Bennington is also where I learned the value of community organization. I was once the head of SEPC, where my work involved interfacing with the administration, faculty, and students, to prioritize the needs of students across various disciplines. At the same time, I became a trusted person with the unionized staff: in other words, the people who worked in buildings, grounds, and housekeeping. They have worked at Bennington for decades. They care so much about students, and I felt like they were family.

At Bennington, I found a core group of like-minded people – or perhaps it would be more accurate to say that we found each other. Together, we ended up organizing the second largest student movement in the history of Bennington, advocating for the college to improve its health plan offerings so that staff could actually afford them and access essential healthcare for their families. We were hardly in that fight alone: we had the support of hundreds of students and faculty, a moving show of solidarity, organization, and coming together.

For me, dance is about coming together. It’s a full-body experience, replete with all the biases and self-narratives of our vast and contradictory world. My preferred form of dance prioritizes disassembling and dismantling ableism, both towards oneself, and others. I am interested in exploring movement itself in a way that honors and protects the boundaries of identity and experience. Pain, for example, is a sensory boundary. In that sense, improvisational dance is a way to reconstruct harmful self-narratives and behavioral cycles.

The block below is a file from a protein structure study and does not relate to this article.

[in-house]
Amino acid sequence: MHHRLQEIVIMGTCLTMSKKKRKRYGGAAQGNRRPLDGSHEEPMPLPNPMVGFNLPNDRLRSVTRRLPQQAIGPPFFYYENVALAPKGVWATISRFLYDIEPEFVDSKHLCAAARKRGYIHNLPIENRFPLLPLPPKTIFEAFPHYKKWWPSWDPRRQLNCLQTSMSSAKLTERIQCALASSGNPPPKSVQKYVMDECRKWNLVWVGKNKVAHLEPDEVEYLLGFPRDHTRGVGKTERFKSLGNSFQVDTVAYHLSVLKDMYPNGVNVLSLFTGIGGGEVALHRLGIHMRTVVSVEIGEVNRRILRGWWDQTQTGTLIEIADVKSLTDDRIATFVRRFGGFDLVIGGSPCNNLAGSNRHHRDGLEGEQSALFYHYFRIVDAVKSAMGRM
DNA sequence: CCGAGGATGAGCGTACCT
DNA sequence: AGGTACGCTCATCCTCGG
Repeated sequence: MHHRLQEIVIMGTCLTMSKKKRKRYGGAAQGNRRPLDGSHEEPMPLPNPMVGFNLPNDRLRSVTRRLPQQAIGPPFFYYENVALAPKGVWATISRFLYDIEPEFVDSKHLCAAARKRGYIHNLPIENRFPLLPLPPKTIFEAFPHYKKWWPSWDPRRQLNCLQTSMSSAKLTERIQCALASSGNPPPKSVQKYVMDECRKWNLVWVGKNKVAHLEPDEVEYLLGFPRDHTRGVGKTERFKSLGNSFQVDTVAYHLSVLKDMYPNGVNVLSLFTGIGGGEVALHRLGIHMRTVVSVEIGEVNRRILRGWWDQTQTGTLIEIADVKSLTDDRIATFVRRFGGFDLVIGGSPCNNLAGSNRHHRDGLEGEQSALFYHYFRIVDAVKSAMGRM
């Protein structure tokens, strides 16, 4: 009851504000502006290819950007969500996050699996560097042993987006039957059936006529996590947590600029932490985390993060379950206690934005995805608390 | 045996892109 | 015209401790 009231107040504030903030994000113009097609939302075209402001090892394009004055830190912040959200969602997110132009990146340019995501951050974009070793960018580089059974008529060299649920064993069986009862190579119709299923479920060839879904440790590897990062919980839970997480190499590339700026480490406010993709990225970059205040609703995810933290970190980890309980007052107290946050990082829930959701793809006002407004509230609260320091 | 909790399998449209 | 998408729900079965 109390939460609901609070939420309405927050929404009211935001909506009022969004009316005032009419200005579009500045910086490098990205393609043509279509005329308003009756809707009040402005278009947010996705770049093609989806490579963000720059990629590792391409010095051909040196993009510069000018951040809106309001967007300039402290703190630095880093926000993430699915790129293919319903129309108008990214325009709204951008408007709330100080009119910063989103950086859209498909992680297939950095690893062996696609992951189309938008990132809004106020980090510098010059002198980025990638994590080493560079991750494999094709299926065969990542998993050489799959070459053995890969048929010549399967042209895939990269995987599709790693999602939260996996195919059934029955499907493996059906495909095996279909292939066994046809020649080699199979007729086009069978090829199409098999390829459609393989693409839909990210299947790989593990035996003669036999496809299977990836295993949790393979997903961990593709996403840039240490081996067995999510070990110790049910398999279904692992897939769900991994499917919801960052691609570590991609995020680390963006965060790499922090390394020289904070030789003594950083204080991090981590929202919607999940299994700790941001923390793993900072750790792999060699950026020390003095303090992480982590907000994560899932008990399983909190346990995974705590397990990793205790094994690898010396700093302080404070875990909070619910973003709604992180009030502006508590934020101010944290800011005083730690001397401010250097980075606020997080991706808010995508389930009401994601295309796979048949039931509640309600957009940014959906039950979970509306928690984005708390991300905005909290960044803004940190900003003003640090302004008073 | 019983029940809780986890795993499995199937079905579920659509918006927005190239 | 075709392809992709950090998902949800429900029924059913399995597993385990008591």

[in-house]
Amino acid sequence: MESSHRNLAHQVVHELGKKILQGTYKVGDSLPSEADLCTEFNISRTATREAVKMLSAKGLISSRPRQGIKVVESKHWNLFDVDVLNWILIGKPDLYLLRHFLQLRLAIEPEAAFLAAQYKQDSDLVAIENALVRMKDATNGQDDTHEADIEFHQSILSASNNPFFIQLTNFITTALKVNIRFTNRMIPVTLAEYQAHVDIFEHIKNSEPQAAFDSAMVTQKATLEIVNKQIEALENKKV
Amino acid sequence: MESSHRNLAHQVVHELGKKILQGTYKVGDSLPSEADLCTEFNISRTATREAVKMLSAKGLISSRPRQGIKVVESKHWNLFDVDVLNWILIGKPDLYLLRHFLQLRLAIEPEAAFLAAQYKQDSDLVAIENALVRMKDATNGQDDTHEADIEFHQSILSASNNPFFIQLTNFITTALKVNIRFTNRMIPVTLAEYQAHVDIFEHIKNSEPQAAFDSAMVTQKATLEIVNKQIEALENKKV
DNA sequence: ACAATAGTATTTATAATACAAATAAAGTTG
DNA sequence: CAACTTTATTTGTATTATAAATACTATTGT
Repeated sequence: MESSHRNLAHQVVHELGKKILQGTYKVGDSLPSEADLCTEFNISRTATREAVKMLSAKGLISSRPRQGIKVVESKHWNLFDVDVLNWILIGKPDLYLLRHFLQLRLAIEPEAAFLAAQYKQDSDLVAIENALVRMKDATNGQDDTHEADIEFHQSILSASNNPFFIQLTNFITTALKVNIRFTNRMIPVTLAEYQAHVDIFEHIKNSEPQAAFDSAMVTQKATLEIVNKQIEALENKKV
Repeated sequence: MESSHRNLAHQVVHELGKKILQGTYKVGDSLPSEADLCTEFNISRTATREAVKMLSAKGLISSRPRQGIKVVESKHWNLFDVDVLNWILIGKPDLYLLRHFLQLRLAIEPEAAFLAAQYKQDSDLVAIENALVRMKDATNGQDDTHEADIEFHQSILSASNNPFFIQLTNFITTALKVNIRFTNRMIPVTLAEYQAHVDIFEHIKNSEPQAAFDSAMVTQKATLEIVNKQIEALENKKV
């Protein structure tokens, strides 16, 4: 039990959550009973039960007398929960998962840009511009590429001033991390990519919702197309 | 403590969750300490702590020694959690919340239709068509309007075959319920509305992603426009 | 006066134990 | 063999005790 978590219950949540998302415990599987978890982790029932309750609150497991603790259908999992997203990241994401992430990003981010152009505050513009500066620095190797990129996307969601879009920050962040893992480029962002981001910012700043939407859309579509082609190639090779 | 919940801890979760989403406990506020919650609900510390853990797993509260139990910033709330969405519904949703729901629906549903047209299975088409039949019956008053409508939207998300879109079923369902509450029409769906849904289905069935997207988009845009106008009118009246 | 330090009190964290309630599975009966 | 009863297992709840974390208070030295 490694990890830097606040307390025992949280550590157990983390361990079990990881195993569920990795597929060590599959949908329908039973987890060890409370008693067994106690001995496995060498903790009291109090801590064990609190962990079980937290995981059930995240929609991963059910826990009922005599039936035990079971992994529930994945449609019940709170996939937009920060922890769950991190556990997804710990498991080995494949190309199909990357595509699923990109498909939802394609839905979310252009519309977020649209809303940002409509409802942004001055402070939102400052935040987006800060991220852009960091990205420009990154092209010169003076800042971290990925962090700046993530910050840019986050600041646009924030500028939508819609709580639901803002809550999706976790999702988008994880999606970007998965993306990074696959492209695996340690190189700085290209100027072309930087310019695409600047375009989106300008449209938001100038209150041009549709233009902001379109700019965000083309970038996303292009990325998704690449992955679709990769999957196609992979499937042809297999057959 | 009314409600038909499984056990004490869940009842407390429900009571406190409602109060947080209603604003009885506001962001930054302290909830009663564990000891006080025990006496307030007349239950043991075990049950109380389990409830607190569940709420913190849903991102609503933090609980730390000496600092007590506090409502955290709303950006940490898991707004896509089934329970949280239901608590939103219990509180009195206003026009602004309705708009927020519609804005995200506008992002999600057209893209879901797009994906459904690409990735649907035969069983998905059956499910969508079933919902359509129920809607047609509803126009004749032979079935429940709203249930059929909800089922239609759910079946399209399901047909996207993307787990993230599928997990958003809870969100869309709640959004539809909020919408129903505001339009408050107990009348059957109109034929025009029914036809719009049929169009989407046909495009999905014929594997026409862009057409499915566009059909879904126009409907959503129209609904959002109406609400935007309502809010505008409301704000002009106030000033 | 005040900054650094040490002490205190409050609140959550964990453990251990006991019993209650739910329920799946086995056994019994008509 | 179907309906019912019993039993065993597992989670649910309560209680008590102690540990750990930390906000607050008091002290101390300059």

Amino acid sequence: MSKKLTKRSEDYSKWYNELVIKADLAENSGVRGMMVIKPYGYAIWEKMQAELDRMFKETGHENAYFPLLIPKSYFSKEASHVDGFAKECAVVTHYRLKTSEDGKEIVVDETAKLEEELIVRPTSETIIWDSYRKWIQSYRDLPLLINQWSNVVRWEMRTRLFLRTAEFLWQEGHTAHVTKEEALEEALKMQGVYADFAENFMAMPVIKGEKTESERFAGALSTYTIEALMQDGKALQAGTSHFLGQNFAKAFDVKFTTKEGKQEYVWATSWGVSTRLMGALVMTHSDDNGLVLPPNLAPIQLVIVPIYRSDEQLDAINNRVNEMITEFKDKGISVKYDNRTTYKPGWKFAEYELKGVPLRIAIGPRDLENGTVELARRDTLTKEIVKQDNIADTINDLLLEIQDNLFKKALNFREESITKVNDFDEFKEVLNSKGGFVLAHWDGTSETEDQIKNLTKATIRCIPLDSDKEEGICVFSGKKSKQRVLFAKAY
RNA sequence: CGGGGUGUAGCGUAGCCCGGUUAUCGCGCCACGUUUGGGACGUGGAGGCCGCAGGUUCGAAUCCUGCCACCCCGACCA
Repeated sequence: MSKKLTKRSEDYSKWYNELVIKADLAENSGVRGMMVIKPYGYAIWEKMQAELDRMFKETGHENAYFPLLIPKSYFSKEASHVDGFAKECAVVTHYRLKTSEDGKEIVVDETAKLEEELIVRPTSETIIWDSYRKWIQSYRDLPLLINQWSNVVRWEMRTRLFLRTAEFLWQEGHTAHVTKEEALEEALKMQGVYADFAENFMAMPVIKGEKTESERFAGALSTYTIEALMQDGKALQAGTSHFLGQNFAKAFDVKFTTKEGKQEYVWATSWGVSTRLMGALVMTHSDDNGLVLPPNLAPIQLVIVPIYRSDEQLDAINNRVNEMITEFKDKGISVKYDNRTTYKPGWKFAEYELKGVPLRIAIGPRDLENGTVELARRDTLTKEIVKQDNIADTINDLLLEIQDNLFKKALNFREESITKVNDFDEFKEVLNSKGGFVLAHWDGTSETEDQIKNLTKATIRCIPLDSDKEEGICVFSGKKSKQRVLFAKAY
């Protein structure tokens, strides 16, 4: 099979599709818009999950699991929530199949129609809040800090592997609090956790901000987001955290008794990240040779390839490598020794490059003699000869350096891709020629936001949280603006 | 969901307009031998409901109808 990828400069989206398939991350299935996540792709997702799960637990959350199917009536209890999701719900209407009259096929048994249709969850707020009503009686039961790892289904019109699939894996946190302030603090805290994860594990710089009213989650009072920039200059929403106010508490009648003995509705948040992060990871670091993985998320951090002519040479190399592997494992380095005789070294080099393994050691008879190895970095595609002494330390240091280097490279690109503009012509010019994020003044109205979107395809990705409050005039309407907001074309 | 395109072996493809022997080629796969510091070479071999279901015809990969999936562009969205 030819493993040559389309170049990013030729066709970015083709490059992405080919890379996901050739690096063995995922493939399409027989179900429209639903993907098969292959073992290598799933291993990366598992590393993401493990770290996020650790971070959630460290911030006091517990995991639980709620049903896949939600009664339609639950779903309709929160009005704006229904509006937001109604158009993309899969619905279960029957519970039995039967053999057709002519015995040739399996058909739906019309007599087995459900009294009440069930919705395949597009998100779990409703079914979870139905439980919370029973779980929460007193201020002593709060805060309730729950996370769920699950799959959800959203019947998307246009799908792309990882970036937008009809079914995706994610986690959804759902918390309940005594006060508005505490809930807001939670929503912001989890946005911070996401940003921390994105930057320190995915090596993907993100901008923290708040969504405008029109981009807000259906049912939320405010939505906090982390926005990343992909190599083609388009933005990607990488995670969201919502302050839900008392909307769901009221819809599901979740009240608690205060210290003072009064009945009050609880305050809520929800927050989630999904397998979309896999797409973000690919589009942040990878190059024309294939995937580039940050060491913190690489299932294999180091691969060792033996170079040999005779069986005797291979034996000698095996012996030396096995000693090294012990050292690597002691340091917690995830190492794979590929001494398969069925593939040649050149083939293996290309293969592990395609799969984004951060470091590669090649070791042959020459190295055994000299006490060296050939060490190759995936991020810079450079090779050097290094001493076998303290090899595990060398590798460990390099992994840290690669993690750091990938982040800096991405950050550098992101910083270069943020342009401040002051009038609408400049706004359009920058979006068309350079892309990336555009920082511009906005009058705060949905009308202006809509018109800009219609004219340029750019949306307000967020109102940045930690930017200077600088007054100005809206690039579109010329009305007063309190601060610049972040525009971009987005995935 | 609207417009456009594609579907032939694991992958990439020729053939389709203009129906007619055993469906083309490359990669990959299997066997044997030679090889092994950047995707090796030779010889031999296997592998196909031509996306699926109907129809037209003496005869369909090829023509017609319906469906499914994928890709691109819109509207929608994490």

Hyp-ACCESS is an extension of my community organization work that I direct with another disabled artist, L Tuthall. We offer programs, resources, and community access and engagement for people with commonly misunderstood or misdiagnosed hypermobile conditions. We are the only care justice advocacy organization that addresses these conditions in the world. Suffice to say, it has been one of the greatest undertakings and biggest challenges of my life.

People come to us in need of support. We serve the people who are most commonly impacted, who happen to be the same people most excluded from medical care - people with uteruses, people of color, queer and gender-nonconforming and trans people, and neurodivergent people. We’re working with communities that don’t doesn’t have access to that care – care that is most often reserved for well-to-do cis white folks. And even that care is alarmingly subpar.

Of course, we’ve decided to open a patient-run clinic in New York City, which will be yet another iteration of all of my interests and ways of thinking about the world. It's a commitment, that’s for sure. To be honest, though? I wouldn’t have it any other way.

Audre Wirtanen '17
Co-Founder and Co-Director Hyp-ACCESS
Performer and Choreographer, Bennington College Dance Department (2012-2014)
Department of Dance Representative, Head of the Student Educational Policies Committee 
BA, Neuroscience and Dance 2017